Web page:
LePage recently signed into law a bill that changes Maine's 38-year tradition of allowing same-day voter registration. A petition drive to restore same-day voter registration kicks off tomorrow. The level of enthusiasm for the petition drive may provide an interesting indicator of public dissatisfaction with the overall direction LePage is taking our state. [Posted 7/8/11]
National perspective is provided by Julie Ingersoll's column on the Tea Party and education choice, and by Bill Clinton's comments on same-day voter registration legislation. E.J. Dionne, Jr. has a Washington Post column on the same topic. Sarah Jaffe of Alternet has written an article featuring the "10 Scariest Governors." LePage, as you might imagine, is one of them. Jaffe states that most of these governors were elected in 2010 after focusing their campaigns on creating jobs. Jaffe goes on to say, "A year or more into their terms, taxes have been cut, the wealthy are doing fine, and working people, particularly immigrants and women, are struggling. The promises of jobs have given way to Shock Doctrine-style cuts, attacks on unions, public services, and voting rights." [Posted 7/7/11]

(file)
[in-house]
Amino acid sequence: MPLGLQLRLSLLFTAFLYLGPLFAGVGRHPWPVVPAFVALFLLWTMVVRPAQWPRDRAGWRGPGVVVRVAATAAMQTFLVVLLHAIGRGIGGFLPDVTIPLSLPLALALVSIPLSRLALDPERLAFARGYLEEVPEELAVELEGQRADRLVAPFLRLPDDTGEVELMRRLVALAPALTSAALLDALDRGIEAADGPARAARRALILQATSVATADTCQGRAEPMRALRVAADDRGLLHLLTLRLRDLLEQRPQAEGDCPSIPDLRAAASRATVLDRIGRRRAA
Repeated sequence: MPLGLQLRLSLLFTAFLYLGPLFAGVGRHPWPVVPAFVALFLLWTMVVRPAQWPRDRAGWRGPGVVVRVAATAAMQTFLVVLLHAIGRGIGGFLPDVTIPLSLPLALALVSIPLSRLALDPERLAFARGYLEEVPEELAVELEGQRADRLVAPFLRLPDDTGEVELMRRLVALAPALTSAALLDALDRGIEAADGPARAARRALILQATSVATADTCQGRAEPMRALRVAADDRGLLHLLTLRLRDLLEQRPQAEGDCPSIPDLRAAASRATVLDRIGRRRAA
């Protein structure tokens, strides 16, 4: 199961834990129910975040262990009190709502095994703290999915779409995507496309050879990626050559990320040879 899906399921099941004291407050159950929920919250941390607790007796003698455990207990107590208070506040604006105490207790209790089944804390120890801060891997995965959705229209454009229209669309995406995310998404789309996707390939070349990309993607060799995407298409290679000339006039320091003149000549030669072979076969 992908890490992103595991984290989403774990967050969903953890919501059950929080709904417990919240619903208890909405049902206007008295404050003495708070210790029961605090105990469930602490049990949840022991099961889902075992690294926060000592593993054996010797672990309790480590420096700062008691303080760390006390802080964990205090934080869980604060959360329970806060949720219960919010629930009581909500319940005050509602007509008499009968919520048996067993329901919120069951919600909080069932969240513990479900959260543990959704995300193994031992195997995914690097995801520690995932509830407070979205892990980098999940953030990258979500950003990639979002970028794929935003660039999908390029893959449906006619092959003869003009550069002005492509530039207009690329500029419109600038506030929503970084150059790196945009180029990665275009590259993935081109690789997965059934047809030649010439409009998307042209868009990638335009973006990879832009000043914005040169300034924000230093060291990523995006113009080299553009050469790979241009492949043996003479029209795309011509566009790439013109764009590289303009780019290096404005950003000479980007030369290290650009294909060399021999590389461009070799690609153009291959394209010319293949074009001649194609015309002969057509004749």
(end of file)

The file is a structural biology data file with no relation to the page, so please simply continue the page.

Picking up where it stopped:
National perspective on politics in Maine is provided by a couple of sources. A Washington Post editorial, "How States are Rigging the 2012 Election," details the regulatory initiatives being imposed on the voting process. The Cap Times features, "Pull back the curtain to expose the ‘wizard’ behind Walker," an editorial which describes the behind-the-scenes national political organization that not only develops legislative proposals benefiting big business, but also has been successful in getting them introduced and pushed through the legislatures in every state. [Posted 6/20/11]
Politics Before People, Again: Hundreds, maybe thousands, of Maine people will go to polling places to vote in the next election, only to be turned away. Others may go to register two business days prior to the election and likewise be turned away. For 37 years, Maine has allowed same-day voter registration. Many town clerks have stated that the current system is not a problem. Voter fraud has likewise not been a problem. Yet the Republicans somehow see the status quo as a problem.